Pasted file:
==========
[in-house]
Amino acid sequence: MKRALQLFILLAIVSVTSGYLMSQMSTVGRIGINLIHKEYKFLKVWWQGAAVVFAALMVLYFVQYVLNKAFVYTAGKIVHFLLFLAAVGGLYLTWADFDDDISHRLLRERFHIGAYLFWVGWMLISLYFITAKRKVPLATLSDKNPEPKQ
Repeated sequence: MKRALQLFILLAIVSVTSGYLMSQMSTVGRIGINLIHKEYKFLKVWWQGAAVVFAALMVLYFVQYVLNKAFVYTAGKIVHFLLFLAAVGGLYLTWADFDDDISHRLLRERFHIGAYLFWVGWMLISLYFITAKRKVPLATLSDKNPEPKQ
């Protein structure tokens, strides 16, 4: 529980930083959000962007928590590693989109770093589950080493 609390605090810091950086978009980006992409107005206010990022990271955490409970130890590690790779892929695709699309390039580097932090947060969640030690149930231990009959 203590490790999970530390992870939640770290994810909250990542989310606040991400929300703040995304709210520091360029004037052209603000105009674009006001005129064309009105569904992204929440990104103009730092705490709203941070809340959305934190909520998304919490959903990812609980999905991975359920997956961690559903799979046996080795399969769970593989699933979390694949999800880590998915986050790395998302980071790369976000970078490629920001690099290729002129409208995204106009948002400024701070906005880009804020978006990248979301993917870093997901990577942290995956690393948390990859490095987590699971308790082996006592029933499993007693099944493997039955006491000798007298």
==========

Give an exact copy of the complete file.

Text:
[in-house]
Amino acid sequence: MKRALQLFILLAIVSVTSGYLMSQMSTVGRIGINLIHKEYKFLKVWWQGAAVVFAALMVLYFVQYVLNKAFVYTAGKIVHFLLFLAAVGGLYLTWADFDDDISHRLLRERFHIGAYLFWVGWMLISLYFITAKRKVPLATLSDKNPEPKQ
Repeated sequence: MKRALQLFILLAIVSVTSGYLMSQMSTVGRIGINLIHKEYKFLKVWWQGAAVVFAALMVLYFVQYVLNKAFVYTAGKIVHFLLFLAAVGGLYLTWADFDDDISHRLLRERFHIGAYLFWVGWMLISLYFITAKRKVPLATLSDKNPEPKQ
């Protein structure tokens, strides 16, 4: 529980930083959000962007928590590693989109770093589950080493 609390605090810091950086978009980006992409107005206010990022990271955490409970130890590690790779892929695709699309390039580097932090947060969640030690149930231990009959 203590490790999970530390992870939640770290994810909250990542989310606040991400929300703040995304709210520091360029004037052209603000105009674009006001005129064309009105569904992204929440990104103009730092705490709203941070809340959305934190909520998304919490959903990812609980999905991975359920997956961690559903799979046996080795399969769970593989699933979390694949999800880590998915986050790395998302980071790369976000970078490629920001690099290729002129409208995204106009948002400024701070906005880009804020978006990248979301993917870093997901990577942290995956690393948390990859490095987590699971308790082996006592029933499993007693099944493997039955006491000798007298």